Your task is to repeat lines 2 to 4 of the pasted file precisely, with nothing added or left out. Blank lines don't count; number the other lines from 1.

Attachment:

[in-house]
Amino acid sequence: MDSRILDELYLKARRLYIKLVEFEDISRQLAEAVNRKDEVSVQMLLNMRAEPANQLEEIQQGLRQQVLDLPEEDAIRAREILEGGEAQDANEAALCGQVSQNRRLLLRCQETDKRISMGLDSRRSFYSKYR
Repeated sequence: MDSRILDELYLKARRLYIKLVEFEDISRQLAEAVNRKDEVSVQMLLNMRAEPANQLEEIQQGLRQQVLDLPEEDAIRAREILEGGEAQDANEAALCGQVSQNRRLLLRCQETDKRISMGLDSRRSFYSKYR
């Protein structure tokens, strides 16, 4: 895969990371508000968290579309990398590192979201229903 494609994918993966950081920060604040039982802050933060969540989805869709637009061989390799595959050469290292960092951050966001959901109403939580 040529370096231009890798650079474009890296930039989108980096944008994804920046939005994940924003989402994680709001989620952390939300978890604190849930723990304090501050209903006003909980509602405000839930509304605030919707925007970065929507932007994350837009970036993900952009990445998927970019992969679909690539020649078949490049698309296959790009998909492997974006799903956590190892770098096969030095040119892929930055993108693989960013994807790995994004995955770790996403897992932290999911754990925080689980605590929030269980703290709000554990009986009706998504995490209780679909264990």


Amino acid sequence: MDSRILDELYLKARRLYIKLVEFEDISRQLAEAVNRKDEVSVQMLLNMRAEPANQLEEIQQGLRQQVLDLPEEDAIRAREILEGGEAQDANEAALCGQVSQNRRLLLRCQETDKRISMGLDSRRSFYSKYR
Repeated sequence: MDSRILDELYLKARRLYIKLVEFEDISRQLAEAVNRKDEVSVQMLLNMRAEPANQLEEIQQGLRQQVLDLPEEDAIRAREILEGGEAQDANEAALCGQVSQNRRLLLRCQETDKRISMGLDSRRSFYSKYR
């Protein structure tokens, strides 16, 4: 895969990371508000968290579309990398590192979201229903 494609994918993966950081920060604040039982802050933060969540989805869709637009061989390799595959050469290292960092951050966001959901109403939580 040529370096231009890798650079474009890296930039989108980096944008994804920046939005994940924003989402994680709001989620952390939300978890604190849930723990304090501050209903006003909980509602405000839930509304605030919707925007970065929507932007994350837009970036993900952009990445998927970019992969679909690539020649078949490049698309296959790009998909492997974006799903956590190892770098096969030095040119892929930055993108693989960013994807790995994004995955770790996403897992932290999911754990925080689980605590929030269980703290709000554990009986009706998504995490209780679909264990």